BuzzFeed Misses Big on 2015 Revenue, Slashes Forecast By 50%: Report

April 12, 2016, 7:19 PM UTC
The logo of news website BuzzFeed is seen on a computer screen in Washington on March 25, 2014. AFP PHOTO/Nicholas KAMM (Photo credit should read NICHOLAS KAMM/AFP/Getty Images)
Photograph by Nicholas Kamm — AFP/Getty Images

UPDATE: This article has been updated to include BuzzFeed‘s statement to The Financial Times.

The buzz over digital media may be wearing off after reports that BuzzFeed’s revenue distantly trails the startup’s own projections.

The Financial Times reported on Tuesday that BuzzFeed, which has a reported market value of $1.5 billion, fell short of its 2015 revenue target by about 32%, pulling in less than $170 million after projecting $250 million in revenue. FT, which cites multiple anonymous sources in its reporting, also says BuzzFeed cut its internal forecast for the current year’s revenue to about half of the company’s previous estimate of $500 million.

FT reports that BuzzFeed disputed the numbers in the report, but also did not supply alternative revenue figures. When reached for comment, a BuzzFeed spokesperson sent Fortune the full statement supplied to FT, which reads: “Regardless of your sources, much of the information is significantly incorrect. We are very pleased with where BuzzFeed is today and where it will be tomorrow. We are very comfortable where the digital content world is going and think we are well positioned.”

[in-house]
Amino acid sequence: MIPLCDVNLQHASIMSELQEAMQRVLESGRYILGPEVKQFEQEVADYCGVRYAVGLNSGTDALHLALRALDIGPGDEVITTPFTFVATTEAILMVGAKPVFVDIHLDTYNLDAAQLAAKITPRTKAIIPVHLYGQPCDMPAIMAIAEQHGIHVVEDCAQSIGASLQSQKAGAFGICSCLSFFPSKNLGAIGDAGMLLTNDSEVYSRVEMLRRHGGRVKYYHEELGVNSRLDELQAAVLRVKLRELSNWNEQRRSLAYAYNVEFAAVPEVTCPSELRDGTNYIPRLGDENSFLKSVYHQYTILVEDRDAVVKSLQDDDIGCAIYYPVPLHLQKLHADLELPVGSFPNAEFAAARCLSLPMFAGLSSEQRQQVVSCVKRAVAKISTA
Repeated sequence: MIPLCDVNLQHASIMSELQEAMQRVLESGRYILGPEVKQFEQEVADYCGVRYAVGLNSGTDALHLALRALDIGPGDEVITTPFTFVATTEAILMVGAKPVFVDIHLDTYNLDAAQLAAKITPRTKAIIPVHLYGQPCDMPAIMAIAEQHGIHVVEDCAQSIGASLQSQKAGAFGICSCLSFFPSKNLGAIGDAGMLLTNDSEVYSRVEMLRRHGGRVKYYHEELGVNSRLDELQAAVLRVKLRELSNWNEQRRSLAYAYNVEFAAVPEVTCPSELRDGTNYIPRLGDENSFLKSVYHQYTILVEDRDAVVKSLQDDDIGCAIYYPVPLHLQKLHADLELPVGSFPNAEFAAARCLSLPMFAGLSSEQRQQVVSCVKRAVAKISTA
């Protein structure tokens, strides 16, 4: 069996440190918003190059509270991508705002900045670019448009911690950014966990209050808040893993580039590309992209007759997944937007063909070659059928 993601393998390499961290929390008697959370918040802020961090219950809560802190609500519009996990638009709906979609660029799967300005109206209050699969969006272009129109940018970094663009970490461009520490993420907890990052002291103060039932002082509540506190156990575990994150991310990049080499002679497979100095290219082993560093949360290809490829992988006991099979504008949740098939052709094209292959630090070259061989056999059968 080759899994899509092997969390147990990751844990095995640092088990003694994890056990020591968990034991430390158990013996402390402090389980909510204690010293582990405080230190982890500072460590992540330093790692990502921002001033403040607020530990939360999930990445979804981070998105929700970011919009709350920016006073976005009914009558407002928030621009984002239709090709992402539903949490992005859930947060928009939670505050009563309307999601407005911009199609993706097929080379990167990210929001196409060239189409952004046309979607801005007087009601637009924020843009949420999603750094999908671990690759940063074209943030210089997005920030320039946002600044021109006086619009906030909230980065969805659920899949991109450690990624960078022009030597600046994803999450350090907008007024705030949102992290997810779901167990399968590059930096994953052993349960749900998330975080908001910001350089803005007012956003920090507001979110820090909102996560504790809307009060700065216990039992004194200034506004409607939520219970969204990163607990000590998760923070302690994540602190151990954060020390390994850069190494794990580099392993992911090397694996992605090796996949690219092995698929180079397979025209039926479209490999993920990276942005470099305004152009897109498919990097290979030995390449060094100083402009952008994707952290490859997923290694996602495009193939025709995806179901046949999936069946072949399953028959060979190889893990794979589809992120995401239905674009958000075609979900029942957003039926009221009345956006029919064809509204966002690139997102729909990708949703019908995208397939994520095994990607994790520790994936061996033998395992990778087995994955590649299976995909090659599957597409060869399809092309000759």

The FT report likely comes as a blow for new media enthusiasts who have increasingly looked to media startups like BuzzFeed for guidance on how to build a successful digital media enterprise. Founded in 2006, the site gained popularity as an online hub of cheeky content, featuring lists of animated GIFs and cat videos, that churned out viral content. For instance, last week’s BuzzFeed video stream on Facebook Live showing two staff members exploding a watermelon with rubber bands had more than 800,000 viewers, and the company’s Facebook-based (FB) cooking channels have pulled in millions of followers.

And, in more recent years, the site used the viral hits that pulled in 200 million monthly views, along with billions of video views, to help subsidize a strong team of award-winning investigative journalists.

The problem, seems to lie with BuzzFeed’s branded content, an important part of the site’s business model that FT‘s sources claim is too labor-intensive to be scalable. FT also points out that BuzzFeed is one of several other new media companies looking to translate its online video success into an expanded television presence. (One of BuzzFeed’s investors is Comcast’s (CMCSA) NBCUniversal.)

Vice Media launched its own cable channel on the A+E Networks, called Viceland, last fall after cutting a deal with Walt Disney (DIS). Meanwhile, other media entities are restructuring to focus more on video, such as online news website Mashable, which last week laid off staff as part of an effort to focus on opportunities in television and digital storytelling, as well as the International Business Times.

Meanwhile, some traditional television industry players have been quick to point out the relative value of digital video versus television viewership. FX Networks took a shot at “those who are wowed by exploding watermelons” in a statement on Tuesday noting that the network’s massively popular show, The People v. O.J. Simpson, has seen the equivalent of 259 billion views based on Nielsen statistics for its number of viewers and the amount of time they spent watching the show.